In last year’s study, PayScale found that the average change in median hourly tips from the year prior across all 80 jobs tracked was a decrease of 5 percent. This year, according to PayScale, the average difference in median hourly tips across the jobs was to stay constant with last year, i.e. no difference. The report is based on an analysis of PayScale’s ongoing online compensation survey.
“2010 was just as bad as 2009 as far as people in the tipped professions are concerned,” said Al Lee, director of quantitative analysis at PayScale. “The decline that happened last year hasn’t bounced back, and there hasn’t been a return to precession levels for tips.”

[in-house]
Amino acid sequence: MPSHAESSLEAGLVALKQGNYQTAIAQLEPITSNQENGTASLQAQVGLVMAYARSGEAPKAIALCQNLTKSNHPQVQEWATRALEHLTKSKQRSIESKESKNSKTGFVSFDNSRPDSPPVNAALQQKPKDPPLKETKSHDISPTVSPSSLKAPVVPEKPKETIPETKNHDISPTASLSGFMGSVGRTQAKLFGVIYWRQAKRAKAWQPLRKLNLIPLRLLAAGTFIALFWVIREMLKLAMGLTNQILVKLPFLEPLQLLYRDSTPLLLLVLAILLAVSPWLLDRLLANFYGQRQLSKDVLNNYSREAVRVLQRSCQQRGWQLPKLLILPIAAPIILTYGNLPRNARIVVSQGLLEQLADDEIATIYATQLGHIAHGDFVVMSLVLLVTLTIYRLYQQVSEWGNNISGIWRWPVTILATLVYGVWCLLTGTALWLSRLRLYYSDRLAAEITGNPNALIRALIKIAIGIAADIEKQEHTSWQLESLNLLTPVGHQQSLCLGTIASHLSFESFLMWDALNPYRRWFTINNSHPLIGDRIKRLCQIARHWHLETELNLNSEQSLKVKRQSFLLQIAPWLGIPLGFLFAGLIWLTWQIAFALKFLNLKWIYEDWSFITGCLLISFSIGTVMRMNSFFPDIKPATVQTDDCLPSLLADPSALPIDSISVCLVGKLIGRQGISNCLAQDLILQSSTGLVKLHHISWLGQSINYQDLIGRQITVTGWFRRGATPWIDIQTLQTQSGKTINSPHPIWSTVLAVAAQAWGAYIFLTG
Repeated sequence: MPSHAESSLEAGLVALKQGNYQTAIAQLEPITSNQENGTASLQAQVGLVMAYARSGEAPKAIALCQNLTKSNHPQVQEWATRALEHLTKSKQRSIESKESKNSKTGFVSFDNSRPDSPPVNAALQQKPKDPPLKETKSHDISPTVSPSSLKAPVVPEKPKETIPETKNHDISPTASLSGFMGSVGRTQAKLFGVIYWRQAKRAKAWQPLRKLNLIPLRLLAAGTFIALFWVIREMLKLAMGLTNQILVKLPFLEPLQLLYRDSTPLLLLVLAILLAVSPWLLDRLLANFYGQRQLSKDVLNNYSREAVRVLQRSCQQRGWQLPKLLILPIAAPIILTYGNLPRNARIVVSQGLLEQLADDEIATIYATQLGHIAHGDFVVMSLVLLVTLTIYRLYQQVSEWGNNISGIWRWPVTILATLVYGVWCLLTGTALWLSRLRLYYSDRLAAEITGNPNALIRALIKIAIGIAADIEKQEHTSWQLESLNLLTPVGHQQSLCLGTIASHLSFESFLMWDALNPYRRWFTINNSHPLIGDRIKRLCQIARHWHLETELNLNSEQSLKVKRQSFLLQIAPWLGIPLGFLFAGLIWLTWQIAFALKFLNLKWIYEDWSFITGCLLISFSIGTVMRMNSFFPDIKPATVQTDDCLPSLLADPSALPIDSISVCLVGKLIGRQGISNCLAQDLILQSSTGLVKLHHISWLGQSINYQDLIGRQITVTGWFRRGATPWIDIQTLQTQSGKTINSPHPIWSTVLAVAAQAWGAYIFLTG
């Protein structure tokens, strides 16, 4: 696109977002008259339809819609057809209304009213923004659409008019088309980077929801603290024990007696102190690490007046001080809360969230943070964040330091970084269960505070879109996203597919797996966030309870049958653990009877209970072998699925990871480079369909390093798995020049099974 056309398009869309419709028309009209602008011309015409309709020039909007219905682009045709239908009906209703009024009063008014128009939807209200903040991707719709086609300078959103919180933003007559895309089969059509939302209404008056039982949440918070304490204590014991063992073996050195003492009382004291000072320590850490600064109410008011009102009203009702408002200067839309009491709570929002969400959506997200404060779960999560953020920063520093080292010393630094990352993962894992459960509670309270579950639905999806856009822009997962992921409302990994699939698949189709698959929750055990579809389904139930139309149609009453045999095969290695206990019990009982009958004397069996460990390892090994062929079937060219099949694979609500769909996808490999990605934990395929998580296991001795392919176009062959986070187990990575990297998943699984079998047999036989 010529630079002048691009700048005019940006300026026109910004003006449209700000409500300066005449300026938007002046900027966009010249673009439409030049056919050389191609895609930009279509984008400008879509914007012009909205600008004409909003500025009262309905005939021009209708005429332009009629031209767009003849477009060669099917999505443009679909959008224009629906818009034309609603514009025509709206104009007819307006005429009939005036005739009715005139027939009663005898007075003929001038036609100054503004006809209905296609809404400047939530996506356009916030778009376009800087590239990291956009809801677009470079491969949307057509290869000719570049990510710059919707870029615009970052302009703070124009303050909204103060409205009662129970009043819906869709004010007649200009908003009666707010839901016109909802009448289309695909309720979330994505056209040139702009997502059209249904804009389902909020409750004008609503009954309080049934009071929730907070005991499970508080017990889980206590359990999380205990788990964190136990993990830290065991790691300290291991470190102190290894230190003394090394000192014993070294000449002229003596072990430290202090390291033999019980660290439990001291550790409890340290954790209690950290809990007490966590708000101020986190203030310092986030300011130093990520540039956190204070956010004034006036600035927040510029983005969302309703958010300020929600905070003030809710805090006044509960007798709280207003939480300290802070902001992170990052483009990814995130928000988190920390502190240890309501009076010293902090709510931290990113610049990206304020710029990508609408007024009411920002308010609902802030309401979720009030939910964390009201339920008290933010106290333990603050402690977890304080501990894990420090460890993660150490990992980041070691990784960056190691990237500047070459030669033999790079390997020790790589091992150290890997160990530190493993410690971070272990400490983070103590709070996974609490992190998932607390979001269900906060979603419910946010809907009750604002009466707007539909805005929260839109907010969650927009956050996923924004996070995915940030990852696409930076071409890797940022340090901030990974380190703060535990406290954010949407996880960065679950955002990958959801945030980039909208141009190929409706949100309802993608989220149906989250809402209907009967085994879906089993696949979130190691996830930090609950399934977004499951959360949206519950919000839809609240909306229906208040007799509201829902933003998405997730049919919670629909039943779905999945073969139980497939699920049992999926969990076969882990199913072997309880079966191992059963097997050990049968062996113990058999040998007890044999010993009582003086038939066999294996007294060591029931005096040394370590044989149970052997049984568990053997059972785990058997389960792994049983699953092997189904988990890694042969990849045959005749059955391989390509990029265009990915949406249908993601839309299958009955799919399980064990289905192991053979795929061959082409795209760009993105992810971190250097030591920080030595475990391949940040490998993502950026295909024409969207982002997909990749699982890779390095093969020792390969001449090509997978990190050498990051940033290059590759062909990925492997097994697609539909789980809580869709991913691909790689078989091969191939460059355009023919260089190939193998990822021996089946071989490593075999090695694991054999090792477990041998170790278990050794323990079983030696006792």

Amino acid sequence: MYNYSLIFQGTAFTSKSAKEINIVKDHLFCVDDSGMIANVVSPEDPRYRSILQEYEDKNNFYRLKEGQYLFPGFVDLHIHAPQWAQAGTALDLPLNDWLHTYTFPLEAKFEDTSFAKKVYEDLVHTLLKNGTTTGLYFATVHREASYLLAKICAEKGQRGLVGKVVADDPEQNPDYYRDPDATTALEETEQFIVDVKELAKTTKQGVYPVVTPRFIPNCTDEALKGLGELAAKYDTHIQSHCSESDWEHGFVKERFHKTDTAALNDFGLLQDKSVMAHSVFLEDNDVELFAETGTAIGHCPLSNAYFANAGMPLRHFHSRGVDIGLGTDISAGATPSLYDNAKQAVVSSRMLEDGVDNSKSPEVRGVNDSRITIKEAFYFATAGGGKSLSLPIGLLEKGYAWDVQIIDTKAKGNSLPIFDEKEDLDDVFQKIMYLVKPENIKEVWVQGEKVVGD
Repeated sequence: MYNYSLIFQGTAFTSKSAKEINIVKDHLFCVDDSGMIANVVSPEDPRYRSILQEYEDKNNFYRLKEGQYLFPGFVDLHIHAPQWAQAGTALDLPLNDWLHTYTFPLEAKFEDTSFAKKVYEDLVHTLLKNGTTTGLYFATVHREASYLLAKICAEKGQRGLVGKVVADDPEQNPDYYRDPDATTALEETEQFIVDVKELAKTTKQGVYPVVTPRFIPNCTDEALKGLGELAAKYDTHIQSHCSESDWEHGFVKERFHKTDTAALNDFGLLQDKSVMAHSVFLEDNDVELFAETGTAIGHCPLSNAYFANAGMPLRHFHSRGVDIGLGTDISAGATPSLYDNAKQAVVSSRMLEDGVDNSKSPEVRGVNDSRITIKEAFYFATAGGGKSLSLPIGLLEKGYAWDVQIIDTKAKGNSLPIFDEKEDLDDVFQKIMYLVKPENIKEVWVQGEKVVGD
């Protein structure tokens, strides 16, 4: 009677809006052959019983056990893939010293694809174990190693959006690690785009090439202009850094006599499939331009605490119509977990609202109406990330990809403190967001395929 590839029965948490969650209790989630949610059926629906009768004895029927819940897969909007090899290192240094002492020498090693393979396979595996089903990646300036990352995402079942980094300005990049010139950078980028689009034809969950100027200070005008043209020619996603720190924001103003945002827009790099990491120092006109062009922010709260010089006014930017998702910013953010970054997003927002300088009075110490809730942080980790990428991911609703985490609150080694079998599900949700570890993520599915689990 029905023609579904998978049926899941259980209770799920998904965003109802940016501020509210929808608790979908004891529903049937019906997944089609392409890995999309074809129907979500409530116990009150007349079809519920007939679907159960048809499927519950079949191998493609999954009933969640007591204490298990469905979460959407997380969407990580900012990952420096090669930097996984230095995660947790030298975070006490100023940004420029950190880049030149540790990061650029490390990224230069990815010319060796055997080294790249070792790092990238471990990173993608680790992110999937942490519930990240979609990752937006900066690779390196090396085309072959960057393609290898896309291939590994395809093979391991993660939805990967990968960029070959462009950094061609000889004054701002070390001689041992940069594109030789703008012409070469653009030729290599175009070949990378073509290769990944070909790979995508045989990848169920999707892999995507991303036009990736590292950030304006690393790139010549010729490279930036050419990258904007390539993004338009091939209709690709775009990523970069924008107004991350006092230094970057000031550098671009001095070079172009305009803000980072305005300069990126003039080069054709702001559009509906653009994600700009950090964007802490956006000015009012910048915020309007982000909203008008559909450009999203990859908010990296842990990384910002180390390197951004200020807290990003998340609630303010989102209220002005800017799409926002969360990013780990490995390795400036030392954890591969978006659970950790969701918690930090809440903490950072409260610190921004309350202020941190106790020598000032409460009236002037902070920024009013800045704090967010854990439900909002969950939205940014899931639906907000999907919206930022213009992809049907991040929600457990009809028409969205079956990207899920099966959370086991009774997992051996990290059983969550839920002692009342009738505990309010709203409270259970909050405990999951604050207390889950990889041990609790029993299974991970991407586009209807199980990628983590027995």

Mr. Lee said the findings were likely a result of people continuing to cut spending in areas that are dominated by tipping, like personal hygiene, restaurants and hotels. “People aren’t spending as much on hair care and going out to eat and so forth, and that means people’s wages are being held down,” he said.
Still, two jobs did see their median hourly tips more than double from last year – butlers and building superintendents. Mr. Lee said this was likely because of the recovery in pay on Wall Street and in the financial sector.
How have your tipping practices changed from last year, if at all?
(Hint hint: CNBC's Best Holiday Tipping Pratices are here.)